Personal Projects

Welcome

About

I will graduate with an Electrical and Computer Engineering Masters from The University of Texas at Austin in December 2015. Within the ECE department, I am studying in the Communication Networks and Systems track. I am a graduate research assistant with Professor Ahmed Tewfik researching neural prosthetics in the WNCG and a teaching assistant with Professor Brian Evans for the class, " Real Time Digital Signal Processing Lab".

My interests mainly center around using my experience in electrical engineering and machine learning to create cross disciplinary projects. I enjoy using ECE based knowledge in biomedical projects in order to strengthen my understanding in both domains.

I created this website to showcase what I've created. These projects were done outside of formally working in a company. To see more information about my work history, please click CV.

Technologies

Projects

Hackathon Hacker's Data Projects

Picture snapped with the Myo

Goal: Publish analysis on the Hackathon Hacker's community for better understanding

Partners: JB Rubinovitz, Alex Kern

Completed: September 2015

Description:
Hackathon Hackers (HH) is the biggest Facebook group for hackathon attendees. It had over 18k members at the time. It is a place to discuss hackathons, tech news, college, high school, and dank memes. HH has 53 public subgroups that are active and closely related to hackathons that HH recognizes them as affiliated with them. Alex Kern, a HH admin, collected all of the interactions on HH and the affiliated groups, and made the results public. The time range for the data collected was 7/1/2014–8/20/2015. Alex only collected information from public HH affiliated groups. The content wasn’t collected in real time, so it did not include deleted posts. It included information about members’ likes, comments, and posts.

There were so many ways to slice this data. So far, I have writen analysis on three different subjects. Hackathon Hackers’ Data: General Analysis focused more on understanding the amount of comments and posts over different time periods.
Gender Representation in Hackathon Hackers focused on how much gender representation are in HH posts over time and compared them to industry standard.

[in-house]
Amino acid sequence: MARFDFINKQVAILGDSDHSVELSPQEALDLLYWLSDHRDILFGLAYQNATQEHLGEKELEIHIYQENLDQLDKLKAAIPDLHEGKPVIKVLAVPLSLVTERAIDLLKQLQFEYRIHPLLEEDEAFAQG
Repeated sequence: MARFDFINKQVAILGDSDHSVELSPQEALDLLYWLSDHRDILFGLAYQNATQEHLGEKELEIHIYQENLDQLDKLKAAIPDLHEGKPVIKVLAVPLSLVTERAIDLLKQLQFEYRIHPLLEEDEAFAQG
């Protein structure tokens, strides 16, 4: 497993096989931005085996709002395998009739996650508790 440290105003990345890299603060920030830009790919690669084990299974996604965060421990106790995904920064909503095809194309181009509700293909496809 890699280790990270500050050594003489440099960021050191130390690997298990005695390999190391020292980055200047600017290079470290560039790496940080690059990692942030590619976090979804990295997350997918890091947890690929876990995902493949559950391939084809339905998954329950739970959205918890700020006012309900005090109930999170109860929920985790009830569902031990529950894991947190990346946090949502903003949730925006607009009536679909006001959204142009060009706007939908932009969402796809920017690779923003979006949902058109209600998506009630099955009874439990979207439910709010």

Who is the most active in Hackathon Hackers? focused on leaders on different metrics of interaction with HH and its subgroups.
See the current scripts to run your own analysis on HH data in the repo.

Technologies Used:
  • Python
  • Pandas

  • Recognition:
  • HH Core Contributer: Data


  • Megbot

    an example of a megbot summary

    Goal: Hack the Planet project, learn to scrape Facebook.

    Partners: N/A

    Completed: August 2015

    Description:
    Facebook messenger groups have the ability to reach 100+ unread messages pretty quickly. At that point, you have to make a decision: miss out on the messages and risk missing an awesome discussion, or read every single line and risk oportunity cost. Now you don't have to make that decision! MegBot allows you to automate your Facebook message group summaries.

    MegBot itself is an object that allows you to interface with Facebook messenger through your own account. The example, megbotex.py, summarizes the past 50 messages the group said. It does this either every 50 messages, or when someone in the chat group calls it with "@megbot". It also draws attention to whoever you want by responding to your message of "@"xyz with a capitalized version of the word attached to the @. Check it out at its github repo.

    Technologies Used:
  • Python
  • PhantomJS
  • AppleScript
  • Kawaii Piisu

    Picture snapped with the Myo

    Goal: YC Hack project, use Thalmic Myo.

    Partners: Prachi Bodas, Allen Houng, Clement Lan, & Irene Gabashvili

    Completed: August 2014

    Description:
    Kawaii Piisu comes from the Japanese words cute peace. The Thalmic Myo was used to trigger Apple's photobooth picture taking function by the connected Myo wearer making a peace sign (demonstrated in the right picture). Additional features included changing the photobooth effect by swiping right, uploading the current picture to the Kawaii Piisu twitter by swiping up, and deleting a photo by swiping downwards. The group was formed during the YC Hacks hackathon.

    The Thalmic Myo only recognizes six gestures. Our software took those gesture information in combination with the IMU information sent over Bluetooth by the Myo to trigger these events, and effectively create a new gesture. These new gestures allowed for the user to better control triggering the Photobooth functionalities. This means that the Myo user did not need to constantly turn the Myo on and off all of the time, as is recommended to users when not using the Myo. Instead, the user just needed to abstain from using the specific gestures while doing other activities.

    Technologies Used:
  • Thalmic Myo
  • C++
  • AppleScript
  • Relevant XKCD

    After winning 2nd place at HackTX
    Goal: To create a website which would find the best XKCD comic for a query.

    Partner: Dan Zhang


    Completed: November 2013

    Description:
    Worked with Dan Zhang to create a XKCD comic finder based on a query. The idea was based on the saying that there is always a relevant XKCD. We created this website at HackTX in 24 hours. I worked on the front end, and Dan worked on the back end. Please check it out at www.relevantxkcd.appspot.com, and try a query or two. 500 people participated in 2013, and 64 teams submitted their project for judging.

    Technologies Used:
  • Google Apps Engine
  • jQuery
  • HTML/CSS
  • GIMP

  • Awards:
    2nd place.

    Press:
    2013 HackTX Winners and Finalists
    Whistle While You HackTX

    IRISS


    Goal: Senior Design Project.